Trump’s last notable Céline outfit was the breezy red-and-white shirt dress she wore when arriving in Ghana in October. In Saturday’s sequined long-sleeve, floor-length dress, Trump resembled a beautiful ice sculpture as her husband spoke of his accomplishments and what he hoped to pass in the next two years. The president made no mention of the legal shadows hanging over his administration.“Welcome to the White House. Enjoy the evening. Merry Christmas and happy and healthy New Year,” Melania Trump said. The first lady’s hair looked considerably less blond than it had during her interview on Fox News Thursday. That may have been a result of different lighting, or she may have darkened it since then.Also on Saturday evening, the first lady’s spokeswoman, Stephanie Grisham, published an op-ed on CNN.com defending her. The network had previously posted an opinion piece stating that she “doesn’t understand what it means to be first lady,” after she told Fox News that the hardest part of her job is the way “opportunists” use her name. This was during a week in which lawyer Michael Cohen’s hush money payments to Donald Trump’s two alleged mistresses were back in the headlines.“The media consistently ignores the first lady’s work on behalf of the people of this country, and children in particular, in favor of more trivial matters,” Grisham wrote. According to the Daily Mail, the Trumps stayed at the Congressional Ball for only 29 minutes before heading back to the residence.
FILE PHOTO: Boys walk amid ruins of houses during the conflict in the northwestern city of Saada
By Aziz El Yaakoubi and Mohammed Ghobari
DUBAI/ADEN (Reuters) – Weeks of U.N. shuttle diplomacy and Western pressure delivered a breakthrough in Yemen peace efforts when the warring parties last week agreed to cease fighting in a contested Red Sea port city and withdraw forces.
The challenge lies in securing an orderly troop withdrawal from Hodeidah, a lifeline for millions of Yemenis facing starvation, amid deep mistrust among the parties.
At the same time, the United Nations must prepare for critical discussions on a wider truce and a framework for political negotiations to end the conflict.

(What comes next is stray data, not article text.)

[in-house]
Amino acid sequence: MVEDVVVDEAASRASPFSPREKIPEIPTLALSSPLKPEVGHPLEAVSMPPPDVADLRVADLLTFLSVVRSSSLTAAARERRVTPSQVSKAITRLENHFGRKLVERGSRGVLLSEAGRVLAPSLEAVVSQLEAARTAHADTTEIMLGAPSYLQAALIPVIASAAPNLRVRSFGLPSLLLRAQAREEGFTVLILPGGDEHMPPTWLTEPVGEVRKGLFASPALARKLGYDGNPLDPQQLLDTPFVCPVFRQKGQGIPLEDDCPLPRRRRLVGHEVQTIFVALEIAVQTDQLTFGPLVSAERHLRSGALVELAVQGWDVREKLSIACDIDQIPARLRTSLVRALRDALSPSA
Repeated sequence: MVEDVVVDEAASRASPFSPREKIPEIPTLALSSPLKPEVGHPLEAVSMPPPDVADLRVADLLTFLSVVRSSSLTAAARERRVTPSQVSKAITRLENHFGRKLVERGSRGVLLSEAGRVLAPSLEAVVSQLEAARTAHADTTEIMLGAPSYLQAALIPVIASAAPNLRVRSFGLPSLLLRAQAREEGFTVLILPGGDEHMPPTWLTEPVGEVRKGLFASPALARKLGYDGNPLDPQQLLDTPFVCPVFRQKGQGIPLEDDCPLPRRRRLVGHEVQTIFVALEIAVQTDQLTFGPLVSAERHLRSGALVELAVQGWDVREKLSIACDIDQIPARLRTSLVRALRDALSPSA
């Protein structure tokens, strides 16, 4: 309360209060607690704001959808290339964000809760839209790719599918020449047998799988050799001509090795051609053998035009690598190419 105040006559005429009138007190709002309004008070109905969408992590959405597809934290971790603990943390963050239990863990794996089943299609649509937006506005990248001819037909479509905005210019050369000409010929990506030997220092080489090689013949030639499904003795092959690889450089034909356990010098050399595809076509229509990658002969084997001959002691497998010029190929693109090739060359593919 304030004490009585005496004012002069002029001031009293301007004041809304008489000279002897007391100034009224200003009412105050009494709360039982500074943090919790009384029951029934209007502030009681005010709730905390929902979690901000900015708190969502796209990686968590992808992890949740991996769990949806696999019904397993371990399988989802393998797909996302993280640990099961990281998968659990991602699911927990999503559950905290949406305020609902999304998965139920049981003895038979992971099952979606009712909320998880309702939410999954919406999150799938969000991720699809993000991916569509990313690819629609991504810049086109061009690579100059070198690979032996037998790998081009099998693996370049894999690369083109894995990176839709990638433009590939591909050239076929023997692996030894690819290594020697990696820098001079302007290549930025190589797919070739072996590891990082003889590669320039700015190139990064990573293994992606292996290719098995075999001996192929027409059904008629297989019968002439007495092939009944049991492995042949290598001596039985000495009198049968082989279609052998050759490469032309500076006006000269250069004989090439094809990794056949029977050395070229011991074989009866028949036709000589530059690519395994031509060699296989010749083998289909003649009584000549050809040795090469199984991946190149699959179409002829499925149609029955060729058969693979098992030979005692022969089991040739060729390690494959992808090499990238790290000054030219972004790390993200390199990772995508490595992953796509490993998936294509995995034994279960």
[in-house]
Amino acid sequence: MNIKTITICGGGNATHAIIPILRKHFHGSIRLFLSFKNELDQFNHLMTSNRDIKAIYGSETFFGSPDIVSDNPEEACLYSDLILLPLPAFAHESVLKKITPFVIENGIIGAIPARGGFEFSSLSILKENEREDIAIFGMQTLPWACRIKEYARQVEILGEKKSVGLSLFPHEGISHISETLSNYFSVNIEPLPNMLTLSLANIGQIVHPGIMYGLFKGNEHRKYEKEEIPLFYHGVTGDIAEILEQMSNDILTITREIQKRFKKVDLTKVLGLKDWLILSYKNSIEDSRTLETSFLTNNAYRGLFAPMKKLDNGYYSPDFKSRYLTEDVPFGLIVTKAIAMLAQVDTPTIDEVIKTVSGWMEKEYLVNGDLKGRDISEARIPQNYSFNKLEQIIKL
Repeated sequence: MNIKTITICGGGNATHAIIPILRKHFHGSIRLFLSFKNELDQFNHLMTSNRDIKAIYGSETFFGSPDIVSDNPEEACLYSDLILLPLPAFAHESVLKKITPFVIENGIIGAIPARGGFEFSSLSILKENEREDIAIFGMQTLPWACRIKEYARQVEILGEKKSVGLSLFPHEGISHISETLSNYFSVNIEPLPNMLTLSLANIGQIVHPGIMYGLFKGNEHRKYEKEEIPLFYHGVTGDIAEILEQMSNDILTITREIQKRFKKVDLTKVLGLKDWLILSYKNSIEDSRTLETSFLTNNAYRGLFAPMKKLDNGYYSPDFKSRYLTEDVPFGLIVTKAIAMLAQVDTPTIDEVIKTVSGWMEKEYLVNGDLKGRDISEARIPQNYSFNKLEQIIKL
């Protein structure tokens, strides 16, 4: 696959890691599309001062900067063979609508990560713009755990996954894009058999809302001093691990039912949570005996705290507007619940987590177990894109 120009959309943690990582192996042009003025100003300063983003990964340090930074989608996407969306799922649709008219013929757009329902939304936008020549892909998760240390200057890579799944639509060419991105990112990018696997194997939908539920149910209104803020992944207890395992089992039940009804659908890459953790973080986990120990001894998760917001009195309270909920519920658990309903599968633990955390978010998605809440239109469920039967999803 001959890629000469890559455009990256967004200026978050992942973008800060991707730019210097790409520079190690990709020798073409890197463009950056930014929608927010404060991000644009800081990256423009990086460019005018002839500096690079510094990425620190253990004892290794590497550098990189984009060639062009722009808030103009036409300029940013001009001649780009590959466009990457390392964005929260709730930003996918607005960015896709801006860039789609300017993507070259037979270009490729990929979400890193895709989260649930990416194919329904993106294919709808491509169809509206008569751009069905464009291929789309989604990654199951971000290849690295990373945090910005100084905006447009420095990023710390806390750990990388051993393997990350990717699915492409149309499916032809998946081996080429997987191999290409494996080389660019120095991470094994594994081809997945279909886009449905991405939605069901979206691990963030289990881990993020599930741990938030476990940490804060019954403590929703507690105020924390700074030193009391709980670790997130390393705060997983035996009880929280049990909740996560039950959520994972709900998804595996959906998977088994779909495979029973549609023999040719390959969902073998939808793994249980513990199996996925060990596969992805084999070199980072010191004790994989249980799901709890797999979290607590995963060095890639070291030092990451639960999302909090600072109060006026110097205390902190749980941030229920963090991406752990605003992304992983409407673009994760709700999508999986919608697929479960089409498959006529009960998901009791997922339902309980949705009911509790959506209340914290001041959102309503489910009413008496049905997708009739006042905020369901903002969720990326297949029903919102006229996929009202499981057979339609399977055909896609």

The nearly four-year-old war, which has killed tens of thousands of people, pits the Iran-aligned Houthi group against other Yemeni factions fighting alongside the Saudi-led coalition trying to restore the government of Abd-Rabbu Mansour Hadi.
The Houthis, who ousted Hadi’s administration from the capital Sanaa in 2014, and their coalition foes are due to start implementing the Hodeidah ceasefire on Tuesday. [nL8N1YL0BN]
Coalition leaders Saudi Arabia and the United Arab Emirates are under pressure from Western allies including the United States and Britain, which supply arms and intelligence to the Sunni Muslim alliance, to end the war as Riyadh comes under scrutiny after the murder of Saudi journalist Jamal Khashoggi.
WHY IS HODEIDAH SO IMPORTANT?
It is the main port used to feed Yemen’s 30 million people and has been the focus of fighting this year, raising global fears that a full-scale assault could cut off supply lines and lead to mass starvation. The war and the ensuing economic collapse has left 15.9 million people facing severe hunger.
The Houthis currently control the city. Coalition-backed Yemeni forces have massed on the outskirts in an offensive aimed at seizing the seaport. Their aim is to weaken the group by cutting off its main supply line.
The alliance, bogged down in military stalemate, also wants to secure the coast along the Red Sea, one of the most important trade routes in the world for oil tankers.
The coalition captured the southern port of Aden in 2015 and a string of ports on the western coast, but the Houthis control most towns and cities in Yemen, including Hodeidah and Sanaa.
Analysts say implementing the agreement is important, as any lapse in momentum could be used by the coalition as a justification to resume its offensive on Hodeidah.
WHERE DO THINGS STAND NOW?
Griffiths said when the deal was announced on Thursday that troop withdrawal from the port should begin „within days” and later from the city. International monitors would be deployed and all armed forces would pull back completely within 21 days.
The UAE has massed thousands of Yemeni forces — drawn from southern separatists, local units from the Red Sea coastal plain and a battalion led by a nephew of late former president Ali Abdullah Saleh — on the outskirts of Hodeidah.
A U.N.-chaired committee including both sides would oversee withdrawal of forces. The United Nations has said it would play a leading role in the port, but the agreement did not spell out who would run the city.
In remarks illustrating the risks of a resumption of the bloodshed in Hodeidah, each side has said the city would ultimately fall under their control.
Griffiths has asked the U.N. Security Council to urgently pass a resolution backing deployment of a robust monitoring regime, headed by retired Dutch Major General Patrick Cammaert.
The envoy is also working on securing other confidence-building steps hanging over from the peace talks, including reopening Sanaa airport and supporting the central bank.
WHAT’S THE NEXT STEP TO PEACE?
A second round of talks is due to be held in January on a framework for negotiations and transitional governing body.
The Houthis, who have no traction in the south, want a meaningful role in Yemen’s government and to rebuild their stronghold of Saada in the north of the country, analysts said.
The analysts say Saudi Arabia can live with a Houthi political role as long as they disarm. Riyadh says it does not want a military movement like Lebanon’s Iran-allied Hezbollah near its borders.